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Whitcomb: Civics Class; Creepy Designer Genes; Cost of Endless Wars; Letting Fish Commute

Tuesday, December 04, 2018


Robert Whitcomb

“All the complicated details

of the attiring and

the disattiring are completed!

A liquid moon

moves gently among

the long branches.

Thus having prepared their buds

against a sure winter

the wise trees

stand sleeping in the cold.’’

-- “Winter Trees,’’ by William Carlos Williams

(Yesterday was the first day of “meteorological winter.’’)




“{Cindy} Hyde-Smith succeeds [in the U.S. Senate} the ailing Thad Cochran, a veteran who was famous for his ability to Get Stuff for his state. As a result, Mississippi moved into the 21st century receiving $3 in federal aid for every dollar it sent to Washington, including funding for about a quarter of the public schools’ budgets.’’

-- Gail Collins, writing in The New York Times


Governor Gina Raimondo

The Atlantic reports that a class-action lawsuit, Cook v. Raimondo, has been filed in U.S. District Court in Providence alleging that the state has failed to provide an adequate education for many students, especially in civics education. Part of the headline of the article reads “A new federal complaint with a unique argument accuses the state of Rhode Island of failing to provide students with the skills they need to participate effectively in a democracy’’.


Rhode Island happened to be a handy locale for the suit, but very similar ones could be filed in just about any state.


Implied in all this is that our constitutional system can’t function as intended without some sort of minimum civic knowledge by the citizenry.  And certainly, the teaching of civics and its sibling history has grossly deteriorated in recent decades. The results can be seen in a decline in the quality of our political life, with an increase in successful demagoguery and tribalism.


The suit also reminds us of the differences in the quality of education between rich and poor districts – inequality worsened by too-heavy reliance on local property taxes, as well as by the family dysfunction more likely in low-income than higher-income places. Thus, students in affluent districts are more likely to receive the tools needed to defend their interests, and the public interest, in our federal system; having affluent parents is the most important factor in students’ success in school and later. But, as I have discovered in my teaching gigs over the years, even kids in affluent public-school districts and private education in the last few years display more ignorance about how their government works, and of history and current events, than similar cohorts a half-century ago.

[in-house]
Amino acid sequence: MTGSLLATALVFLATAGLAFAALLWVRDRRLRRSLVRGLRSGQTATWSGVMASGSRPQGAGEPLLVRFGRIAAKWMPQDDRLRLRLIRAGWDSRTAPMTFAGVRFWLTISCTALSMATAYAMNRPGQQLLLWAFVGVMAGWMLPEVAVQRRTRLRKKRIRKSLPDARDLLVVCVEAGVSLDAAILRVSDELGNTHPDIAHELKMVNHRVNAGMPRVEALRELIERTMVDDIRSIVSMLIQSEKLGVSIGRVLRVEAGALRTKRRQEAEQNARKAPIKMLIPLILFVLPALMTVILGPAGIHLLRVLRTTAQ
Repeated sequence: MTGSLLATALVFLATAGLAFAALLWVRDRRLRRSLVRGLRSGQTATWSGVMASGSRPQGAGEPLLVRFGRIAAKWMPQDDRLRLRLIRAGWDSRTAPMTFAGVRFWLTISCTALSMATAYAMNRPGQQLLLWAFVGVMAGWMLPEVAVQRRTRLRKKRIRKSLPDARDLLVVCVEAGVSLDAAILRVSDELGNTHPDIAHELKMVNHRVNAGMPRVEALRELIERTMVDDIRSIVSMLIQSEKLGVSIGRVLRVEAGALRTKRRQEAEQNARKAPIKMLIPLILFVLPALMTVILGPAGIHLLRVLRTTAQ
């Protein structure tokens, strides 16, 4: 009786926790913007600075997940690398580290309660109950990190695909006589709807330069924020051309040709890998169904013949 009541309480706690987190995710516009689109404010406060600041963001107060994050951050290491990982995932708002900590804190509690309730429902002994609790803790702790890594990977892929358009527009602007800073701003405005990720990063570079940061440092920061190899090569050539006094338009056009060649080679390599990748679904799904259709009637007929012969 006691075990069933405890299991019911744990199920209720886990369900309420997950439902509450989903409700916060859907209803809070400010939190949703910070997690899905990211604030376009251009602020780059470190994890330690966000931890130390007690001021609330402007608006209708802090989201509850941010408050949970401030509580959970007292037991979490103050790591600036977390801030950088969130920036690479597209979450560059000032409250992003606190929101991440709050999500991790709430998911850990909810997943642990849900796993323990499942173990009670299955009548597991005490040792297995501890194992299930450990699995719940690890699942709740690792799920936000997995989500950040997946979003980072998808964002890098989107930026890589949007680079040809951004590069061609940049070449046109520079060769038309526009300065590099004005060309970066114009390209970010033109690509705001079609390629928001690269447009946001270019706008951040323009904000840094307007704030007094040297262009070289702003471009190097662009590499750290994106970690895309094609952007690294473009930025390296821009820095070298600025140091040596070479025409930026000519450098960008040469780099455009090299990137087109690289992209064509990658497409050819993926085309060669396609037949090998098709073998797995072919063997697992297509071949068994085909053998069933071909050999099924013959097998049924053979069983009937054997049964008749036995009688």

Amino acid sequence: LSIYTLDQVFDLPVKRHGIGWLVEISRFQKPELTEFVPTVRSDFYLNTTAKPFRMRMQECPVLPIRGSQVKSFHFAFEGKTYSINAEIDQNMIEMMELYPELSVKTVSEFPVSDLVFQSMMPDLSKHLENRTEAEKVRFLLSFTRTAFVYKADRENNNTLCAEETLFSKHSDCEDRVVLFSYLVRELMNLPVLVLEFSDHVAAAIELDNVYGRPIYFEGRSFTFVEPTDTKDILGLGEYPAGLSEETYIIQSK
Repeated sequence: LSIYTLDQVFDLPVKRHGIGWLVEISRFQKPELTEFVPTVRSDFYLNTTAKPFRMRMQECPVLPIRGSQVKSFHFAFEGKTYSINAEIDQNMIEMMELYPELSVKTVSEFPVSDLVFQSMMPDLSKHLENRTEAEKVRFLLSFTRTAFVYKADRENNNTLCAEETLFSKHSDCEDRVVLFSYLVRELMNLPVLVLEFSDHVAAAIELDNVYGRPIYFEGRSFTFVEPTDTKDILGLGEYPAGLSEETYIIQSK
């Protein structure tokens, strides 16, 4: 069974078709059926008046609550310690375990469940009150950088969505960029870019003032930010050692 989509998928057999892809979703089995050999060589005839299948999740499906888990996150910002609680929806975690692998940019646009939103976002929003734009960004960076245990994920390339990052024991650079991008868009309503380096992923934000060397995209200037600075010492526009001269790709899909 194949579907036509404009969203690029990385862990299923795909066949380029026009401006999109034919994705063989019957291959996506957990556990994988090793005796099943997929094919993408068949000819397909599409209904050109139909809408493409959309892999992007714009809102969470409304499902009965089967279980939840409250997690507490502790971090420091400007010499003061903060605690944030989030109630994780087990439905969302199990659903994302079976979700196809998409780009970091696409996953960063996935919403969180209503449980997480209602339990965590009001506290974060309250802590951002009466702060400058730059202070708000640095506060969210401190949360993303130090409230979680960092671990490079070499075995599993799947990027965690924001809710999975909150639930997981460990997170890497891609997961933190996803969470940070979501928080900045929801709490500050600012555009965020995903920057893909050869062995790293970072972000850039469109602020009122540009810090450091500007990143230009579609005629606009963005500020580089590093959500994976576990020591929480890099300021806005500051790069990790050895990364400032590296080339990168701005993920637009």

Public education is legally a state, not a federal function, and I would guess that higher federal courts won’t want to open the can of worms that is education inequality and its relationship to widening socio-economic and political-power inequality. Still, the plaintiffs have served the public interest by making us think more about the dangerous inadequacy of civics education in our frayed quasi-democracy.


To read The Atlantic’s article, please hit this link:

See interview with Jennifer Wood, the attorney in the case


Trying on Designer Genes

A Chinese scientist named He Jiankui asserts that he altered the DNA of twin girls before their birth by using a gene-editing technology called Crispr-Cas9. He claims that he used the tool to modify a gene in order to make the twins resistant to the HIV virus.  His work has not been peer-reviewed and no one has enough information at hand to verify his claims. Some other scientists, and regulators, have denounced He for ethical violations and some have implied fraud.


Whatever.  The case reminded me of the ethical, psychological and other ambiguities of trying to use new genetic tools, to, as it were ‘’play God.’’ Obviously, many good things can come out of this knowledge but it can also be abused. And one would guess that rich folks will benefit much more than poor ones from the genetic revolution. Expensive designer babies and all that.


That, in turn, reminds me of how technology allows us to be better protected from criminals, including terrorists, by the use of ever more intrusive surveillance systems. But those systems can also be used to violate the privacy of law-abiding people and suppress dissent. Just ask the Citizens of increasingly Orwellian China.